I asked this new waiter for some milk.
“You want milk?” he asked, as if he’d never heard of such a thing.
Of course I wanted milk. This is England! Almost everybody has milk in their tea. And I also asked to see the menu again, to read about the different teas, because the first waiter appeared so fast I didn’t get a good look. Another server came with milk in a small silver jug, and yet another one provided a menu. And there I found my mistake.
The menu offered the microscopic scones for £7, but that was with ordinary tea. The only Assam tea on the menu was a single estate tea: Assam Mohokutie Second Flush, from “one of the oldest tea estates located in the Doom Dooma district, south of the Great Brahmaputra River.” I read that Mohokutie means “the buffalo camp”, and that “the leaf is wiry and tippy, producing a malty golden liquor.”
And I also read, rather too late, that it cost an extra £10. Oops. That’s just for the tea, on top of the charge for the scones. I was out £17 (30 bucks) already, and definitely out of my league.
But since I was going to have to pay for it, I decided to sit back and enjoy every bit of it. The waiter had advised me to let the tea steep a minute before pouring, so I read about the other single-estate teas. It could have been worse. I could have accidentally ordered the Tregothan Black from Cornwall—yes! Truly English tea, actually grown here, but at £34 per pot (not far shy of $60), I won’t be trying it any time soon. Doubtless each tea bush is watered by a platinum irrigation system, and is warmed on cold evenings by the breath of local horticulturists, chosen for the task personally by Prince Charles, as Cornwall is his Duchy.
In the same price range as my Mohokutie, however, I might have chosen Yunnan Golden Needles or Pi Lo Chun. The former, according to the menu notes, is of such a calibre that you can tell it was picked with “fine plucking standards”, and it is called needles because the leaves have been rolled into thin, pointy shapes—presumably by the delicate hands of select maidens whose families have been rolling tea into needles for millennia, carefully guarding their secret technique. The latter is said to have an especially fruity flavour which it “absorbs” from the “aroma” of peach blossoms on trees grown nearby. I’m not at all sure that it’s scientifically possible for leaves to soak up the aromas of their neighborhoods—but what do I know? Until I read that menu, I hadn’t know there was tea grown in Cornwall, or tea with hand-rolled leaves, or tea that cost 60 bucks per pot. Maybe that’s why there are few teas grown in urban areas; nobody would want tea tasting of car exhaust, litter, and graffiti.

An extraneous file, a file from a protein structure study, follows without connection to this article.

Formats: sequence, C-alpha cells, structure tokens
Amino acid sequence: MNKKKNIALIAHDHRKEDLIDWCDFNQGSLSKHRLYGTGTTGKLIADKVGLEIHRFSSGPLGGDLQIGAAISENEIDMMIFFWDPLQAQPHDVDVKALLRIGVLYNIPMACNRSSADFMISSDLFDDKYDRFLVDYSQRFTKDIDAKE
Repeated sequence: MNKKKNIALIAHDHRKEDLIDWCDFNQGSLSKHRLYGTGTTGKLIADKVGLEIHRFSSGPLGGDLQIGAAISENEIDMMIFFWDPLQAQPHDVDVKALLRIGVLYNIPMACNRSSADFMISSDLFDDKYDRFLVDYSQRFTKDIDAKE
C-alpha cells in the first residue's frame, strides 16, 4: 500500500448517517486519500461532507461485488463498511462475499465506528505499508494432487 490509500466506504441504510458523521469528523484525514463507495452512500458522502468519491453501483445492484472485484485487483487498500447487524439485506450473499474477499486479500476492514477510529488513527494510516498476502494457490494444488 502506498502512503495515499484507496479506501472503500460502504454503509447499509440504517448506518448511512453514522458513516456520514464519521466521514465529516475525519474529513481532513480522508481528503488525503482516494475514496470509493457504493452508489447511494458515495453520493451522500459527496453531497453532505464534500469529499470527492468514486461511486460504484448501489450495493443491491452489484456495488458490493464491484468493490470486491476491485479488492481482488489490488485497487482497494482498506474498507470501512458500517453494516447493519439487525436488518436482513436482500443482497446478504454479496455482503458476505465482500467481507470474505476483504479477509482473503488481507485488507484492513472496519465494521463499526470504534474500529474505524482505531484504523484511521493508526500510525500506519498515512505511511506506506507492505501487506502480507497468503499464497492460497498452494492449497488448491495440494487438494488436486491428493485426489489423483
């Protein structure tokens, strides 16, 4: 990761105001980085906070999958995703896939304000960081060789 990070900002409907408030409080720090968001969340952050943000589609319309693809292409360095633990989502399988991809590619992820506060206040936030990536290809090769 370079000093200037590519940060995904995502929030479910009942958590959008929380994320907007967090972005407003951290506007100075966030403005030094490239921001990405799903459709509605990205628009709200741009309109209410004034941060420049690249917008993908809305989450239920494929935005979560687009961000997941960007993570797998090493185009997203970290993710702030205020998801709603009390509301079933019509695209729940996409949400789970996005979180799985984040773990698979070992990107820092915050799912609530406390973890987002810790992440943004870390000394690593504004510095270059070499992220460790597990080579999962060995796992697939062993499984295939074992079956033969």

My Mohokutie Second Flush did have a gorgeous golden colour, somewhere between clover honey and the butterscotch candies we used to have when I was a kid. (I’m sure that real tea connoisseurs have a more sophisticated vocabulary for shades of tea.) I’m not sure I identified any malty flavours, and I didn’t think the taste so special that milk should be forbidden, so I tried a cup that way. Big mistake. With milk, the colour was more pavement-puddle brown than golden. The taste wasn’t anything to write home about, either. I decided to have the next cup milkless, but by the time I was ready for it, the tea in the pot had stewed, as they say here: over-steeped, yielding a colour you might call mahogany brown.
The tiny scones, by the way, were fabulous. So flaky you couldn’t spread anything on them, but the butter and jam were redundant, anyway. The scones were so rich and so sweet that adding anything would only detract.
So I enjoyed my solitary tea at Fortnum and Mason, and lifted a cup to the friend who had invited me so long before. Through the years, we never had found a convenient time for that much-discussed tea. It came to be a joke, that someday we’d have tea at Fortnum and Mason, but we never made it a priority because Fortnum and Mason would always be there, and we had all the time in the world.
Alas, we didn’t. The last time she mentioned it, it was in a wistful way because by then we knew it would never happen, and she’s no longer with us.
So I’ve resolved to go ahead and do some of the things I’ve always wanted to do. I highly recommend it. If you’re British and you want to see the USA, get your tickets. If you’re American and you’ve always wanted to visit the United Kingdom, come on over. Maybe we’ll have tea at Fortnum  and Mason. But perhaps not from the single estate tea portion of the menu.